“I share the concern of many ratepayers that the proposed purchase price of $185,000,000 may be insufficient.” – Dan Stump
“Sykes claims executive experience. In truth, the company he ran was a one employee, home based business. Similarly, Howle and Moss lack the financial experience to conclude a nearly $200 million transaction without advice and input from members of the City’s advisory commissions. Lacking that vital input, they could at least use some courageous guidance from O’Connor.”
Vero Beach City Council members Harry Howle, Laura Moss and Lange Sykes last week voted to forbid the Finance and Utilities Commissions from discussing, reviewing, or analyzing the proposed sale of Vero Electric. (Like former Council member Tracy Carroll, Howle, Moss and Sykes all benefited from substantial campaign contributions from Florida Power & Light.)
Clearly displeased at being muzzled, Finance Commission Chairman Glen Brovont wrote to City Clerk Tammy Bursick, “While censorship may be in vogue, a finance meeting should be scheduled as soon after receipt of the budget data.” He added, “Even dictatorial societies found while the mouth may be shut, the brain can still question and think.”
Even Commission member Dan Stump, who headed a political action committee that raised and spent more than $100,000 supporting Moss and Sykes, is now calling for negotiation of the purchase price of Vero Electric. In an email to City Manager Jim O’Connor Stump wrote, “I share the concern of many ratepayers that the proposed purchase price of $185,000,000 may be insufficient.”
To date, there have been no real negotiations, for the purchase and sale agreement is being drafted around the original offer of $185 million made by FPL. Despite assurances made by Howle when he voted to accept FPL’s letter of intent, no serious effort has been made to negotiate the best price possible for the City. In fact, no one has been authorized to negotiate on behalf of the City. By their own admission, the transactional attorneys are contract lawyers, not negotiators.
Rather than encouraging and advising the Council majority to negotiate the best deal possible, City Manager Jim O’Conner seems focused on counting to three. Three Council members can fire O’Connor, and three Council members can protect his job. Right now, O’Connor’s job security seems tied to appeasing Howle, Moss and Sykes, all of whom are beholding to FPL and to wealthy Indian River Shores residents who funded their campaigns.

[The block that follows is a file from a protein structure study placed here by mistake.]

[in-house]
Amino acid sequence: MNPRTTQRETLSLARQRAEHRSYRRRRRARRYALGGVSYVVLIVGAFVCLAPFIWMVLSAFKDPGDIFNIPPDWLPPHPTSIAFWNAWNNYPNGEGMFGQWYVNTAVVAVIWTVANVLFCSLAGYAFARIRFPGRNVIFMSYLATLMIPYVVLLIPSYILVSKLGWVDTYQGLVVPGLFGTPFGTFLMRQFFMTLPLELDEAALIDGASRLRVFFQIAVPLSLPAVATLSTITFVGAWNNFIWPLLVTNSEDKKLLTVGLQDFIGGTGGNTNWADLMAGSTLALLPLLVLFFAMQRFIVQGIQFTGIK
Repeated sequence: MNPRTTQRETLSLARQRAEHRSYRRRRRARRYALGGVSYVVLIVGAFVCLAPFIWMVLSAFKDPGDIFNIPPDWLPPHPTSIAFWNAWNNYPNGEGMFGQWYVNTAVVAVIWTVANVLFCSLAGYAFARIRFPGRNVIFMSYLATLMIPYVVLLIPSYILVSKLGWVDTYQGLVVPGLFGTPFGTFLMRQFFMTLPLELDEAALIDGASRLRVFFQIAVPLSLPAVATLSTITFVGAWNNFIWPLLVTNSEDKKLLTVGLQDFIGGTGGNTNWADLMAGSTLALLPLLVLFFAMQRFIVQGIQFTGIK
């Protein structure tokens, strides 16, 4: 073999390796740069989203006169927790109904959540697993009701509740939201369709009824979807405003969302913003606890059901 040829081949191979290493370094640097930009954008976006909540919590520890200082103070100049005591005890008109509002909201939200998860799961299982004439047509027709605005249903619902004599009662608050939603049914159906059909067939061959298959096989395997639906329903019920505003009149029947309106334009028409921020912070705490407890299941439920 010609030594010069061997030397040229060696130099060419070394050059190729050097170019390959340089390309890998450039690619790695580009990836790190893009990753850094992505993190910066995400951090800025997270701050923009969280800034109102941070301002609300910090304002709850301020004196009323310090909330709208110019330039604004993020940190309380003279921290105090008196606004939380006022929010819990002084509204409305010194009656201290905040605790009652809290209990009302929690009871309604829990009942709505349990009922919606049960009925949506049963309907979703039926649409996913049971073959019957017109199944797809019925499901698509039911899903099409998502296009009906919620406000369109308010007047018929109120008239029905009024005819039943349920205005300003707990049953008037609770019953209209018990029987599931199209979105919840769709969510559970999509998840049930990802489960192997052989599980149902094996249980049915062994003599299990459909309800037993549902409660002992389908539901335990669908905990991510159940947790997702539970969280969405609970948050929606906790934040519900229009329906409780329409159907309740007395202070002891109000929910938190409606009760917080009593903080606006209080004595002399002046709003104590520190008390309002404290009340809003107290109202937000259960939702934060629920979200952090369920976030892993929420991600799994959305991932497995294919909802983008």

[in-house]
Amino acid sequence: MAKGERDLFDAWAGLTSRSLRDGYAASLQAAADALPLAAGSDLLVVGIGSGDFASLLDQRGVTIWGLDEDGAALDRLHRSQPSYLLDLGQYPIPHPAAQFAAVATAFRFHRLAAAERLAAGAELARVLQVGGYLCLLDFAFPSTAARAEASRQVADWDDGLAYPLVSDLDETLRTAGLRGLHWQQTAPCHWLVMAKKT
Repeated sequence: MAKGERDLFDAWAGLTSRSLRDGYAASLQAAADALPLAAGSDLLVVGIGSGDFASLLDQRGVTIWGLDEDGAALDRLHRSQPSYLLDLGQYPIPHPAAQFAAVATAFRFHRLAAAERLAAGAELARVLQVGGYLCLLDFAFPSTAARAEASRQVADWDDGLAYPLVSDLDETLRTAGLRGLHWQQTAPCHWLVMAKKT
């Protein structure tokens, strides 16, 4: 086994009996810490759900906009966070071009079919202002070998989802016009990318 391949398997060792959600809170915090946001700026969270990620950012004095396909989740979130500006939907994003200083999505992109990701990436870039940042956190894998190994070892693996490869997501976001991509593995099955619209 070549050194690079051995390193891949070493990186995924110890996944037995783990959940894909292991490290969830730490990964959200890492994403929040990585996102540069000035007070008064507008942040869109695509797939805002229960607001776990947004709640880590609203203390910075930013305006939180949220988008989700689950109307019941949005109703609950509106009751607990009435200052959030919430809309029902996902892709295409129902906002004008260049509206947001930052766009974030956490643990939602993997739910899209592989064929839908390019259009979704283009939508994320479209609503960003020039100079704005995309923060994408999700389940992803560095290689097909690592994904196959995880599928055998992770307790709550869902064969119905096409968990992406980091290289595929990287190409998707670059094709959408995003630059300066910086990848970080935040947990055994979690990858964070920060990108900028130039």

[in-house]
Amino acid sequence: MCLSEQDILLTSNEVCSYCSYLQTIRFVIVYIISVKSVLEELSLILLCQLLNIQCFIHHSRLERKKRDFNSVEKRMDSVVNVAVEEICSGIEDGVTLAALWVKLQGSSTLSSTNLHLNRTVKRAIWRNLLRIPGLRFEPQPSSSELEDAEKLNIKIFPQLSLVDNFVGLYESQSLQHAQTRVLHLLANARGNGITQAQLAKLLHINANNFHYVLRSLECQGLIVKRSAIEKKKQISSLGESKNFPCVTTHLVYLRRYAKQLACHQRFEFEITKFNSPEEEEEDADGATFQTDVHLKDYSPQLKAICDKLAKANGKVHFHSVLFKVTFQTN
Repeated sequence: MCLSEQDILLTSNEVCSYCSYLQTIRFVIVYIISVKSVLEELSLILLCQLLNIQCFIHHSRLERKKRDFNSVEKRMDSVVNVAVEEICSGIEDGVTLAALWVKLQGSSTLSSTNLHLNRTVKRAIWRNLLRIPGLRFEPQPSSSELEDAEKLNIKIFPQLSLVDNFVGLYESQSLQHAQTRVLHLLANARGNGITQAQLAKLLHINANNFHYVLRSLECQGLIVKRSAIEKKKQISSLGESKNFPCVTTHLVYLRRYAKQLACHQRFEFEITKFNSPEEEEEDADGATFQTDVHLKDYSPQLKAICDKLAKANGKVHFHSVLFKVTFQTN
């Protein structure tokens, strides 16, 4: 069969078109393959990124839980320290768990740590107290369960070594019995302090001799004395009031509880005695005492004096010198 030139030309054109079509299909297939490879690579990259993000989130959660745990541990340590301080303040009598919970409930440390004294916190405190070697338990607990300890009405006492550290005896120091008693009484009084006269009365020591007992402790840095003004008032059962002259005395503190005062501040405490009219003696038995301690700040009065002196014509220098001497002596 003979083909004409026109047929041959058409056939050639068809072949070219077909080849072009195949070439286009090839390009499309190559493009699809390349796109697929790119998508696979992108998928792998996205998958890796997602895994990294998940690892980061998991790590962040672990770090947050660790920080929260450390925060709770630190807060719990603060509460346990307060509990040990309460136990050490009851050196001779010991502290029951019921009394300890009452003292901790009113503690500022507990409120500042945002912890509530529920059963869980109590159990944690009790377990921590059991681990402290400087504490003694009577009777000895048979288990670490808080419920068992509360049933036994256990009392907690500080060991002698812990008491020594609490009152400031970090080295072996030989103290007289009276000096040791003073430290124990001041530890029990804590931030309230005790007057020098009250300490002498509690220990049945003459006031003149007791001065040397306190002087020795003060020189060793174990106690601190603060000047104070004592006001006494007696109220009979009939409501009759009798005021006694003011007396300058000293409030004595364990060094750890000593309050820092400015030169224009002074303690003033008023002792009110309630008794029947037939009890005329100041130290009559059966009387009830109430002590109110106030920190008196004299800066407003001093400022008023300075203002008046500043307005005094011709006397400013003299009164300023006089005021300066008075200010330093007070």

In a separate email to the City Clerk’s Office, Finance Commission member Peter Gorry raised his own concerns about the apparent lack of due diligence being done by the City. “…due diligence is not accepting a two page memo from a non-binding LOI (letter of intent), but a deliberate, comprehensive, holistic and specific analysis of data, financials, proceeds, cash flow, value — replacement vs. book value — risk, and the impact upon tax payers, ratepayers and the City.”
Gorry concluded, “I support our Commission Chairman and Council members who support a transparent, full and rigorous/extreme vetting of any and all transactions in which the City engages.”
Council members Richard Winger and Tony Young have also raised concerns over the lack of due diligence and negotiations being done by and on behalf of the City. At last weeks’ Council meeting Young said, “Fundamental questions should be examined. Who is looking at the financial implications of this deal? It is not being done.”
Winger, too, is concerned that Howle, Moss and Sykes, all beneficiaries of FPL political contributions, are caving to the utility giant. “If you try to conclude this sale without negotiating the best price possible for the City, you will not have my vote,” Winger told them.
As faithful servants of FPL, Howle, Moss and Sykes deflect criticism by arguing that anyone who questions them and their process is not working for the best interests of the City, but is simply opposed to the sale. Sykes, who received 90 percent of his campaign contributions from outside the City, continues to insist that accepting FPL’s opening negotiating position is the best deal possible for the City.
Sykes claims executive experience. In truth, the company he ran was a one employee, home based business. Similarly, Howle and Moss lack the financial experience to conclude a nearly $200 million transaction without advice and input from members of the City’s advisory commissions. Lacking that vital input, they could at least use some courageous guidance from O’Connor.